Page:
Walt Whitman and Poetry
In his poem, I Hear America Singing, Walt Whitman describes a wide range of themes but one of them which stand out is productivity on work and joy. Productivity in the sense that describes various types of occupations, such as the mechanics, carpenters, masons, and even wives just to mention a few. For instance, Whitman writes, “The shoemaker singing as he sits on his bench, the hatter sings as he stands” (Whitman, 1991). All these people are working to make America great just as the politicians and the lawyers who are often acknowledged did. On the other hand, the theme of joy is symbolized by the presence of music in the poem. The workers are all singing in their different professions which show that they are happy or celebrating. Songs are commonly used to represent joy, happiness, and the like. In rare cases are songs used to depict sorrow in literature. As such the carpenters, the mechanics, masons, and other workers mentioned in Walt Whitman’s poem I Hear America Singing are singing because they are celebrating their work.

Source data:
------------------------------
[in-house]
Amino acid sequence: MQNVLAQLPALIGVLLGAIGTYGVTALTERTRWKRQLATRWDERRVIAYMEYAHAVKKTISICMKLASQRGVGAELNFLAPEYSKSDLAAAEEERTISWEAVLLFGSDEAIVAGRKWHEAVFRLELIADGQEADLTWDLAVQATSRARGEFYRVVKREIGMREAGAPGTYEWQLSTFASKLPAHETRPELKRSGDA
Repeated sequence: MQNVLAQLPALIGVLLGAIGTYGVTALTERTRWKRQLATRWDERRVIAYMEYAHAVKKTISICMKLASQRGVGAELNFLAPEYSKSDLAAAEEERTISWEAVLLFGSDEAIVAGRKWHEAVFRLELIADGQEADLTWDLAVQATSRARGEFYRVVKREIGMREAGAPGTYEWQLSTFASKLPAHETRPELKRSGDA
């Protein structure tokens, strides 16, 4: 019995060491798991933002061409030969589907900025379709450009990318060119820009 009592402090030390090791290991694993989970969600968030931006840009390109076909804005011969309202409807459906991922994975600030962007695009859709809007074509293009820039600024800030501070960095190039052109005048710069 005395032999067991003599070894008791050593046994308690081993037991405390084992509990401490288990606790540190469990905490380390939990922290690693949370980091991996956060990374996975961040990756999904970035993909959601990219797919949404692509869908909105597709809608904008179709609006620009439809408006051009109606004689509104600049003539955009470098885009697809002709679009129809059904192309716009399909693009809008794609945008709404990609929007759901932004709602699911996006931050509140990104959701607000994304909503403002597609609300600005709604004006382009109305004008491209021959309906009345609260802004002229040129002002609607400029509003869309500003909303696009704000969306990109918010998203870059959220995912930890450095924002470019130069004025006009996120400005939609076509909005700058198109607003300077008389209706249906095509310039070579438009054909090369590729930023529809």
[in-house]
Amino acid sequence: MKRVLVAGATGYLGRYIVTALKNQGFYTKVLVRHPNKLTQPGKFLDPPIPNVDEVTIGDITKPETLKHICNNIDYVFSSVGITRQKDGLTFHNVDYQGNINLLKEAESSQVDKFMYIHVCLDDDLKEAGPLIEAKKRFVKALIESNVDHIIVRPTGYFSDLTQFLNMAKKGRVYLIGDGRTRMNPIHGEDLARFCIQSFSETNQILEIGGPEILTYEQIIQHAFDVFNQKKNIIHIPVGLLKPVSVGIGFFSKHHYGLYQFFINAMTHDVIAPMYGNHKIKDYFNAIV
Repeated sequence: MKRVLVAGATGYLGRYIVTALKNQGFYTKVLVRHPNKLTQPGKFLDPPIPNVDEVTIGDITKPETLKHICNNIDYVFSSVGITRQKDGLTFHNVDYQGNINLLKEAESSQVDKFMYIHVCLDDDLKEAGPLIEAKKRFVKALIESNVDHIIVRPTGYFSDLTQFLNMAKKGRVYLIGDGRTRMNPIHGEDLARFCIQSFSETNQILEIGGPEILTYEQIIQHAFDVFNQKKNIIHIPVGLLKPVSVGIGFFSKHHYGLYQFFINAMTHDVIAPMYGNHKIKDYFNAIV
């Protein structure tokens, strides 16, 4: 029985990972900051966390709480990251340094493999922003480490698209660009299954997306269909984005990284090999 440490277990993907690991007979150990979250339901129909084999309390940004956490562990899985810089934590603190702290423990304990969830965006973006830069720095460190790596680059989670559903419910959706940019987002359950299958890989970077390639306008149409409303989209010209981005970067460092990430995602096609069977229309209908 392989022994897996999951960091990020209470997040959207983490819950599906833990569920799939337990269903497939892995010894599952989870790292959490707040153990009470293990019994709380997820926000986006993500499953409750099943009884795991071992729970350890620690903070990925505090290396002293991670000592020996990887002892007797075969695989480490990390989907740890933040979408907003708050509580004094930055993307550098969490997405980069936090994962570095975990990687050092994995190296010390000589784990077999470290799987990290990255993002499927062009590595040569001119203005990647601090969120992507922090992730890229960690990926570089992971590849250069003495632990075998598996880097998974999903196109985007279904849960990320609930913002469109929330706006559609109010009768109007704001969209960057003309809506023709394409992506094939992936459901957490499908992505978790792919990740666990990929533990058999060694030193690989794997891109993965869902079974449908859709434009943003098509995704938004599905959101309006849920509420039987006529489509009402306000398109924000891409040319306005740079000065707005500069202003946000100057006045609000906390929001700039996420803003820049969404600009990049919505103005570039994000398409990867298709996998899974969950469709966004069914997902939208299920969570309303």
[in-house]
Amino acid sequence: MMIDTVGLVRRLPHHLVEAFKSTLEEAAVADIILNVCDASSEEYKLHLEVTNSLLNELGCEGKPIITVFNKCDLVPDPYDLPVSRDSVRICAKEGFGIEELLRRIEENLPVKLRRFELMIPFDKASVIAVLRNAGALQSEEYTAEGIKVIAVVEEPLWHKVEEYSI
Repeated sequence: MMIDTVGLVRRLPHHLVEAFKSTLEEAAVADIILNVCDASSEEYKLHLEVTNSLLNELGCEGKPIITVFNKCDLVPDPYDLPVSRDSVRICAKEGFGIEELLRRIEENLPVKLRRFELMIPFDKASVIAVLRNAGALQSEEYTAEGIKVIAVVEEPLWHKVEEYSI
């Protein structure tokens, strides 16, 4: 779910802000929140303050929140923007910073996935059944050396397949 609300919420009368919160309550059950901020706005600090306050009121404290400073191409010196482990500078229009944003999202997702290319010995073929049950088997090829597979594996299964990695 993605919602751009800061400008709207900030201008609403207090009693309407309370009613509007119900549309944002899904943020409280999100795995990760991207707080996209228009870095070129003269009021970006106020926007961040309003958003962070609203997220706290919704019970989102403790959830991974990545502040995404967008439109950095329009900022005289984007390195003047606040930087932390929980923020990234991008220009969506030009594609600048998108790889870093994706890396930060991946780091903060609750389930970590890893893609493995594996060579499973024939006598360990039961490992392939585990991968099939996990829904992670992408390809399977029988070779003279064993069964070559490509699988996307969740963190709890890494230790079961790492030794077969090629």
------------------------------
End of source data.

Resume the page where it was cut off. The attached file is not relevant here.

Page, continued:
Whitman sees America as a nation of hardworking people. In other words, the author sees that America could not be where it is were it not for the different people who worked hard and loved what they did. Whitman is proud of being an American and this has been portrayed by the use of a song to indicate that he is happy. Whitman has basically incorporated a musical tone in the poem.
The poem primarily talks about the working class people who have a lower social status; the masons, the mechanics, the carpenters, the boatman, shoe-makers, wood-cutters, and the housewives. This group of people represents only a certain percent of the Americans but not the entire population. The middle-class people, as well as the rich, have been left out. One of the poets who was famous for his works in 1960 was Langstone Hughes. Hughes ones wrote the poem I Too Sing America that is believed to be the unofficial reply to Whitman’s I Hear America Singing
Whitman, W., & Tracy, L. (1991). I hear America singing. Philomel Books.